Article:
You’ve got a building which requires roughly 10,000 square feet for proper operations. In that building are roughly 200 employees from day to day. Each employee gets a computer, a keyboard, a mouse, a headset, a chair, a desk, and partitions for a cubicle. That’s $1,000 per employee, at minimum. Rent on the facility is $3,000 a month, for this scenario. So establishment of the facility costs you $210,000, roughly, before operations begin. (Included is the first month’s rent plus deposit and an additional $4,000 for service fees or other unpredictable exigencies.) From that point, monthly operations of that facility–excluding employee pay–are going to be anywhere from $5,000 to $10,000 a month–you’ll have maintenance, electricity, plumbing, heating, security, etc. So you’re spending $60-120,000 a year, plus $210,000 establishing cost.
But say instead of renting a building, you just kept the required personnel managers in their own office downtown, which only costs $1500 per manager per equipment, plus $1500 a month in rent–total (including utilities). There are only ten managers who can’t do their job from a remote location, and require benefits. That’s $33,000 in a year, as opposed to $270,000 – $310,000 in a year for the same output. And those figures do not even take into account employee salaries.
In modern tech news, technological innovations like mobile office structuring are big; and it’s easy to see why: they’re saving big businesses billions across the world.
Why Offices Are Going Mobile
If you’ve got a mobile phone or a tablet, you’ve basically got an office in your pocket. So many functions are being automated and digitized over the web today that “Smart” everything is at our doorsteps. From “smart” homes that can be controlled via “smart” phone, to “smart” cities that feature bicycles and cars for public use. A regular tech news item concerns how the modern office is getting a lot “smarter” too; with things like cloud computing technology and digital timesheet services allowing businesses to have a constant finger on the pulse of operations. A salesman need not restrict himself to the office. At worst he needs his cellular phone and a laptop. He can clock-in via smartphone in the morning, proceeding directly to that client with whom a merger is being negotiated.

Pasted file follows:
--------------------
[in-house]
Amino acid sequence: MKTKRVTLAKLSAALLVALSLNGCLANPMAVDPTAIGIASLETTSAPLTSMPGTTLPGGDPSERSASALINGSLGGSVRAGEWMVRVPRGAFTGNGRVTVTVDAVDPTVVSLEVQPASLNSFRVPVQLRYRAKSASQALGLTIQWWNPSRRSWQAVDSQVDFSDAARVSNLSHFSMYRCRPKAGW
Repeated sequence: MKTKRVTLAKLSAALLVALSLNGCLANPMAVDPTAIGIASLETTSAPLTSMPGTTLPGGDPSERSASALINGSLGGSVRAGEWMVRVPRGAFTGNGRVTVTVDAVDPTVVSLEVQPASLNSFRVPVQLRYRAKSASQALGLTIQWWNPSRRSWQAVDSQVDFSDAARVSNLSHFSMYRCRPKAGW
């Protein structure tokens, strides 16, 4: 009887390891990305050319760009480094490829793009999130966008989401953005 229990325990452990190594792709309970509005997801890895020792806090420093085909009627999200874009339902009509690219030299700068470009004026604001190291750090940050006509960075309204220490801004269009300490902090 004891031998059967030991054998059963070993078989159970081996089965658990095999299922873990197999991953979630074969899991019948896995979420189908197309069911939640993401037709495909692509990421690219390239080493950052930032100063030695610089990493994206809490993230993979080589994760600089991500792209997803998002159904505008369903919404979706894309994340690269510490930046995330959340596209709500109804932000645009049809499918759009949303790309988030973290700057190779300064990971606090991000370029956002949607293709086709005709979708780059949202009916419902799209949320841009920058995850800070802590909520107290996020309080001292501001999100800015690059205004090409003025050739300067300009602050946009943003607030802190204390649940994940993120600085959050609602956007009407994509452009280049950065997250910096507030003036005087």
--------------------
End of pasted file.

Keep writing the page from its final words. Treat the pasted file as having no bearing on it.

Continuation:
Consider the advantage of employees remotely working. You can outsource jobs via the internet–at least the ones that don’t require specific affiliation. Consider individuals who answer phones for customer service. What if, instead of having 180 employees in cubicles in an office that you have to rent, stocked with emergency doors, safety supplies, break rooms, restrooms, lockers, and all the politics which accompany those things–as well as their infrastructural accoutrements, like janitors and repairmen; not to mention IT people and security–instead of all that, you could put a posting on a website for at-discretion work via solid internet connection. Employees can be run through a quick training course, including an equipment verification, and then they can be let loose on customers needing customer support. If they do well, you keep them. If not, you’ve got an infinite pool to draw from.
You can increase hourly wage for remote employees, because you don’t have to guarantee benefits, and the likelihood is those who work such positions have several “irons in the fire”, as it were. The appeal of remotely working, and the ubiquity of services remote workers can provide, is making the mobile office a stable of modernity. As automated internet timesheet collection developments become feasible, you’re more likely to see businesses adopting this new model of operations.